Editor’s Note: Each week Maynard Webb, former CEO of LiveOps and the former COO of eBay, will offer candid, practical, and sometimes surprising advice to entrepreneurs and founders. To submit a question, write to Webb at firstname.lastname@example.org.
Q. Do I hire the person who can do what I need done today? Or do I hire the person who will be able to do what I need two years out?
—Founder and CEO of early stage company
It’s not either/or. You need to find someone who can do both—the job you have today and the job you’ll need done tomorrow.
That’s not to say this is easy. If they have already done the job, that means they have been in much bigger roles or at much bigger organizations. Now you are asking them to take a step back in time and do it again—and that means repeating all the heavy lifting that’s required in these early days. The person must be willing to roll up their sleeves and get their hands dirty, and not everyone wants to do that again. Some of my worst mistakes have been hiring someone who had run a large organization and who was overqualified for the job I was offering, but who said they were willing to do the kind of work that was demanded at this stage. It turned out they weren’t—and that ultimately spelled disaster.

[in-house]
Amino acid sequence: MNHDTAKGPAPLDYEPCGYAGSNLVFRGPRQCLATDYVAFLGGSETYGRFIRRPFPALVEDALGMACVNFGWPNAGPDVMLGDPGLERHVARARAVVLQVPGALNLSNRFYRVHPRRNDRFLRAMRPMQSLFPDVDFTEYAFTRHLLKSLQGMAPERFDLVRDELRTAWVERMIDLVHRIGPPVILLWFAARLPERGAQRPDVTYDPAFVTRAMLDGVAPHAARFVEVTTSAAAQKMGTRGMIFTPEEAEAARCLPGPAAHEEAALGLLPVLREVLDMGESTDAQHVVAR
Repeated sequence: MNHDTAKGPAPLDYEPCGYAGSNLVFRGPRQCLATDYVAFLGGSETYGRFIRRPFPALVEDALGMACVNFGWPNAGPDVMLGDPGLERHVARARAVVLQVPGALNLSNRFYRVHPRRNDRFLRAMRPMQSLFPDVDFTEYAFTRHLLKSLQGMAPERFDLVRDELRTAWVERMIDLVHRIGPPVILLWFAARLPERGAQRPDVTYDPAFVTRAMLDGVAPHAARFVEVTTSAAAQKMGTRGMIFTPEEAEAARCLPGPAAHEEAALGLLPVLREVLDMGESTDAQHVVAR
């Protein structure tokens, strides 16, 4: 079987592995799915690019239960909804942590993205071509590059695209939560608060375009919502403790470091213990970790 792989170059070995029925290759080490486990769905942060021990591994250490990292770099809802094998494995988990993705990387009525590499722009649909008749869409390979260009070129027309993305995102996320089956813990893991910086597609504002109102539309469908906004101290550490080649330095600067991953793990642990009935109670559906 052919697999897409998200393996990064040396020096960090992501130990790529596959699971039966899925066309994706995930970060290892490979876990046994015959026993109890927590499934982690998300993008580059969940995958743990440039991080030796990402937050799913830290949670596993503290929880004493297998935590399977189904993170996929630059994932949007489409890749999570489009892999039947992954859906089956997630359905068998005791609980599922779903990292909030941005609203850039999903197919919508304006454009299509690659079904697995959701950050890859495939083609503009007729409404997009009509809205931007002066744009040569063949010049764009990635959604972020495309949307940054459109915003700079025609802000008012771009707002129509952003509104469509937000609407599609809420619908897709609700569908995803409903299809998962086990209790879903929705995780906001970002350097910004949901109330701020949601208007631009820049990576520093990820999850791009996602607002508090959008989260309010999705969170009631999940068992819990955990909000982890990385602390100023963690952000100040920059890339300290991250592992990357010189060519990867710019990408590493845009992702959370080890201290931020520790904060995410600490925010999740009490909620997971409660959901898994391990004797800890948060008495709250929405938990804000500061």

On the other hand, some of my best hires were giving people a chance who had never done the job before but when offered the opportunity, delivered beyond expectations. I’ve been amazed by seeing people who were willing to do their current job and who also showed me they could do the job that was required for where we were going as a company.
Now, this brings me to another point: You can’t just promote everyone. The math on that doesn’t work. If you have 10 people today and 100 people tomorrow and 1,000 people two years from now, you will need to bring on additional talent at all levels. And even if you have great internal candidates and you are promoting from within, you will still need to hire people who come in above some people already there. How do you end up keeping people motivated when you hire above them?
You must remind people of the situation. You also must work to ensure that your culture is not insular. As a company grows, it needs new people with new skills, and these people must be welcomed to the company.
The best way for everyone to look at this is as a tapestry—bringing people inside and outside the organization together to create something stronger.